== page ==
Who do you think is responsible for the most deaths in human history, asks Brian Klaas on Substack. Mao? Stalin? Hitler? In fact, “it’s someone you’ve probably never heard of”: an American chap called Thomas Midgley Jr. In 1921, Midgley discovered that adding a chemical compound called tetraethyl lead to petrol prevented a common fault in combustion engines. Everyone knew that lead itself was toxic, and that in high concentrations could send people mad – a tetraethyl lead plant in New Jersey was openly known as the “loony gas building”. But General Motors desperately needed the compound to make its cars function, so “the poison spread”.
In the 1990s, when the government finally began banning leaded petrol, an American researcher called Rick Nevin noticed a troubling trend: violent crime rates in the US followed almost exactly the same trajectory as atmospheric levels of lead. The only difference was time period: the rise and fall in violence came 20 years after the corresponding changes in lead levels. There was other evidence of a link: a sharp rise in murders in St Louis, Missouri two decades after a huge lead smelter opened there; a nationwide spike in violence after leaded paint became more common. The consequences of all this are staggering: it is now thought that lead poisoning “caused more than 100 million deaths worldwide”. All, arguably, thanks to Mr Midgley.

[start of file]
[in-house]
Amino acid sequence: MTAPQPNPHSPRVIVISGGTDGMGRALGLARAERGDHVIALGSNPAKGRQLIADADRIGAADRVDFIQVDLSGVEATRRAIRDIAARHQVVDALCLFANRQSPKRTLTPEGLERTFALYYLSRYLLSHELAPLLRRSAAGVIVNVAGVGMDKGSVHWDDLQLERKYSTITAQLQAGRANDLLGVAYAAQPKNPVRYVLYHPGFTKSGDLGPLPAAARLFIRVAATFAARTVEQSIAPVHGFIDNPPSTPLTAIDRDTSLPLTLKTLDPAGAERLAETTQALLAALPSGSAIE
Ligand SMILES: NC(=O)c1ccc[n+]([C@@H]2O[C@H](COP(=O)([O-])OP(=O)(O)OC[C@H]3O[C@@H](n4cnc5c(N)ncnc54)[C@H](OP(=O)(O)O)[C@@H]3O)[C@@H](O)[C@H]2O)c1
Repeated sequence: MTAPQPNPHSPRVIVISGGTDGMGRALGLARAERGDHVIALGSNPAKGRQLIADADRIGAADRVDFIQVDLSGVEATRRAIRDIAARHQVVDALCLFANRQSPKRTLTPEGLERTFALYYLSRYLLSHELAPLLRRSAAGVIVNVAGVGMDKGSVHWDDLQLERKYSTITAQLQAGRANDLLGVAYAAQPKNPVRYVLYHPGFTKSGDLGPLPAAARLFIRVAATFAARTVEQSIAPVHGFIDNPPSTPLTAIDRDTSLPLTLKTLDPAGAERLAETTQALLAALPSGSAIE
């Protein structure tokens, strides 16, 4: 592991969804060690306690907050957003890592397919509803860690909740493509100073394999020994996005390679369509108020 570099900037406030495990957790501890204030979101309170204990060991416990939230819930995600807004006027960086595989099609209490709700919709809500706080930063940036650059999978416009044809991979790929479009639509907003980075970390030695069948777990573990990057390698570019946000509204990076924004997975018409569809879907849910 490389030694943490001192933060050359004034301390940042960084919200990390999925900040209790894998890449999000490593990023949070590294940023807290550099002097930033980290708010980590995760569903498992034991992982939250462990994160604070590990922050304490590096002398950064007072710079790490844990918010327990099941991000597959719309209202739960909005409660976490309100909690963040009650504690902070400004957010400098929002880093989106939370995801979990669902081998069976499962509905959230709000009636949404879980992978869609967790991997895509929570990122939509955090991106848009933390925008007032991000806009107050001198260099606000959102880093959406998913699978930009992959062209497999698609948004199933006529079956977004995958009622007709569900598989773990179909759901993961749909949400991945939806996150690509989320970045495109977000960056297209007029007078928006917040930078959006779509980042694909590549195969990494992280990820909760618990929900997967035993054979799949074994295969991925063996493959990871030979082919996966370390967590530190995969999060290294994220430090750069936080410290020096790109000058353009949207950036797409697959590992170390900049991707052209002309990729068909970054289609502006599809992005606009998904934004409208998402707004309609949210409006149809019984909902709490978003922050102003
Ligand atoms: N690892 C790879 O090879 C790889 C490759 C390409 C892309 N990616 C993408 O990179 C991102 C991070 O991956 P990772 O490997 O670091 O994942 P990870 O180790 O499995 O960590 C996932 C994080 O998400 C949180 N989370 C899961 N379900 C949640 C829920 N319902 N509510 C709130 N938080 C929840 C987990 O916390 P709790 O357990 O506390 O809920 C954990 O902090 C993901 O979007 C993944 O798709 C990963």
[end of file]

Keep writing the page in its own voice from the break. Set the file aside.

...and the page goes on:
🛌💀 Leaded petrol wasn’t the only horror for which Midgley was responsible. He later invented some of the first CFCs, the chemicals that “punched an enormous hole in the Ozone layer”. And after contracting polio in 1940, he created an “elaborate system of pulleys and ropes to lift himself out of bed” – only to get entangled in the contraption and die from strangulation.